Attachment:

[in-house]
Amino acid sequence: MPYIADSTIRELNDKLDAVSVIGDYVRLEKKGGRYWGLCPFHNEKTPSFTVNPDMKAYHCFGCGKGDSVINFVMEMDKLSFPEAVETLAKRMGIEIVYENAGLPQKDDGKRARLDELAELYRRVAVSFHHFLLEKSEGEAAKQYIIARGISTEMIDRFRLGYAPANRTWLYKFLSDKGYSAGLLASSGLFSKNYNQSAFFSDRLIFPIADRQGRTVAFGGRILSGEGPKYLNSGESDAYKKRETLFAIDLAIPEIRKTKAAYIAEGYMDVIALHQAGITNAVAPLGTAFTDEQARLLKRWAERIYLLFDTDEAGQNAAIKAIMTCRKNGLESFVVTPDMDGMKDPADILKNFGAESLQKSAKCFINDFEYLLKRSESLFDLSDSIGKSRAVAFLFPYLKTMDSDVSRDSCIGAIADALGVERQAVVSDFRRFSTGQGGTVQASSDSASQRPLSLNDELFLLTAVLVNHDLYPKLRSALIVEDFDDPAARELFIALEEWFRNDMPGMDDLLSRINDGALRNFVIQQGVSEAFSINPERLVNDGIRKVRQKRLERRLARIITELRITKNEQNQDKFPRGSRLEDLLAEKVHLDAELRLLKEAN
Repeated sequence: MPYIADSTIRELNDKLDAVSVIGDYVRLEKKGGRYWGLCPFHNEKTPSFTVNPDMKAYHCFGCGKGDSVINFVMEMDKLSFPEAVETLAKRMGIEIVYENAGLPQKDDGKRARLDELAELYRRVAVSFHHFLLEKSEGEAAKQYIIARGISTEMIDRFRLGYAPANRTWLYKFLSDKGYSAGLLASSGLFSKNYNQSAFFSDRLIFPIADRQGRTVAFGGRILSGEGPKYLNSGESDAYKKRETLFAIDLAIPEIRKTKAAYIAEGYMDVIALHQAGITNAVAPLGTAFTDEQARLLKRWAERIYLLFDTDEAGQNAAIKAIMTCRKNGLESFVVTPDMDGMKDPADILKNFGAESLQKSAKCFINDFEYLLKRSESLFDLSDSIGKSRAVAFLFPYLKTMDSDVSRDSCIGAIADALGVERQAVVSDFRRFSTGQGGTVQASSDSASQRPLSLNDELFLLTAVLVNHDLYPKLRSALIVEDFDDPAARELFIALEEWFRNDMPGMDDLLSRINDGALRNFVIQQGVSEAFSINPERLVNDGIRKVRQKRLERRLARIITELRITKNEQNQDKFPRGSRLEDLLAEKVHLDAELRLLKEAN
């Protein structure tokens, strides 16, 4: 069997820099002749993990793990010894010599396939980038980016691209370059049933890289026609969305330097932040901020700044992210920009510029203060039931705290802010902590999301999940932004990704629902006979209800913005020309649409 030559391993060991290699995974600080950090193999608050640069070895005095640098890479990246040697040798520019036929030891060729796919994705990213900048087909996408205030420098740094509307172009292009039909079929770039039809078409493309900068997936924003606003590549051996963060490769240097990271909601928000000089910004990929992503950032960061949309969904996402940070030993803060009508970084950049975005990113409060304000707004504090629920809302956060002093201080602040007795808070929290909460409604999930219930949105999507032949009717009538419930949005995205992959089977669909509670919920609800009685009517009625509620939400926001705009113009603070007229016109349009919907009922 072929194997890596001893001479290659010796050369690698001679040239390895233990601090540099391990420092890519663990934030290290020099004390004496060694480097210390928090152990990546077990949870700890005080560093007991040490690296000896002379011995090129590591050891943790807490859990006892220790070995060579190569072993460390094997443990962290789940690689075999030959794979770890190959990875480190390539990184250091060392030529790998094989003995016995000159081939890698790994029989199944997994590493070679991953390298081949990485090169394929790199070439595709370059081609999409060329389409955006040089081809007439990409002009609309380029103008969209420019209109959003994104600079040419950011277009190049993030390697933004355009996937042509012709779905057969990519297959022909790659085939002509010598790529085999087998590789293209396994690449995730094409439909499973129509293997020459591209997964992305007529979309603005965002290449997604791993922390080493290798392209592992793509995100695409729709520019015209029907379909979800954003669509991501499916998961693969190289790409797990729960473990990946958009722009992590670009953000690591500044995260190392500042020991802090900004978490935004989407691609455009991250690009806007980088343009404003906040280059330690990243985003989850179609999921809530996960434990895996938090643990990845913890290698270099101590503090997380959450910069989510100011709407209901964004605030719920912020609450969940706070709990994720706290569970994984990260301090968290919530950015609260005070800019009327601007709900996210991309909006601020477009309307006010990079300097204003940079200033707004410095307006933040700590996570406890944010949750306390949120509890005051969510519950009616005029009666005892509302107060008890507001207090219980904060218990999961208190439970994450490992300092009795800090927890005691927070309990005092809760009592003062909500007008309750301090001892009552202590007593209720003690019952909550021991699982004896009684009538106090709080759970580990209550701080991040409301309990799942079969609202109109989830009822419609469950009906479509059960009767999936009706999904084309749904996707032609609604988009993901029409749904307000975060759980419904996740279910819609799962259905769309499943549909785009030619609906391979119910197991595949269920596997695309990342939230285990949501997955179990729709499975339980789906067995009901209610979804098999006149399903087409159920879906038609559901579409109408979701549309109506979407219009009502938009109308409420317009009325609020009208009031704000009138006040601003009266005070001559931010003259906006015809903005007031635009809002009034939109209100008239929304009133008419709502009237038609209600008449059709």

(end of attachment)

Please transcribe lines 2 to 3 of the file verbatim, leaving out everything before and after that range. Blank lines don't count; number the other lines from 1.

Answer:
Amino acid sequence: MPYIADSTIRELNDKLDAVSVIGDYVRLEKKGGRYWGLCPFHNEKTPSFTVNPDMKAYHCFGCGKGDSVINFVMEMDKLSFPEAVETLAKRMGIEIVYENAGLPQKDDGKRARLDELAELYRRVAVSFHHFLLEKSEGEAAKQYIIARGISTEMIDRFRLGYAPANRTWLYKFLSDKGYSAGLLASSGLFSKNYNQSAFFSDRLIFPIADRQGRTVAFGGRILSGEGPKYLNSGESDAYKKRETLFAIDLAIPEIRKTKAAYIAEGYMDVIALHQAGITNAVAPLGTAFTDEQARLLKRWAERIYLLFDTDEAGQNAAIKAIMTCRKNGLESFVVTPDMDGMKDPADILKNFGAESLQKSAKCFINDFEYLLKRSESLFDLSDSIGKSRAVAFLFPYLKTMDSDVSRDSCIGAIADALGVERQAVVSDFRRFSTGQGGTVQASSDSASQRPLSLNDELFLLTAVLVNHDLYPKLRSALIVEDFDDPAARELFIALEEWFRNDMPGMDDLLSRINDGALRNFVIQQGVSEAFSINPERLVNDGIRKVRQKRLERRLARIITELRITKNEQNQDKFPRGSRLEDLLAEKVHLDAELRLLKEAN
Repeated sequence: MPYIADSTIRELNDKLDAVSVIGDYVRLEKKGGRYWGLCPFHNEKTPSFTVNPDMKAYHCFGCGKGDSVINFVMEMDKLSFPEAVETLAKRMGIEIVYENAGLPQKDDGKRARLDELAELYRRVAVSFHHFLLEKSEGEAAKQYIIARGISTEMIDRFRLGYAPANRTWLYKFLSDKGYSAGLLASSGLFSKNYNQSAFFSDRLIFPIADRQGRTVAFGGRILSGEGPKYLNSGESDAYKKRETLFAIDLAIPEIRKTKAAYIAEGYMDVIALHQAGITNAVAPLGTAFTDEQARLLKRWAERIYLLFDTDEAGQNAAIKAIMTCRKNGLESFVVTPDMDGMKDPADILKNFGAESLQKSAKCFINDFEYLLKRSESLFDLSDSIGKSRAVAFLFPYLKTMDSDVSRDSCIGAIADALGVERQAVVSDFRRFSTGQGGTVQASSDSASQRPLSLNDELFLLTAVLVNHDLYPKLRSALIVEDFDDPAARELFIALEEWFRNDMPGMDDLLSRINDGALRNFVIQQGVSEAFSINPERLVNDGIRKVRQKRLERRLARIITELRITKNEQNQDKFPRGSRLEDLLAEKVHLDAELRLLKEAN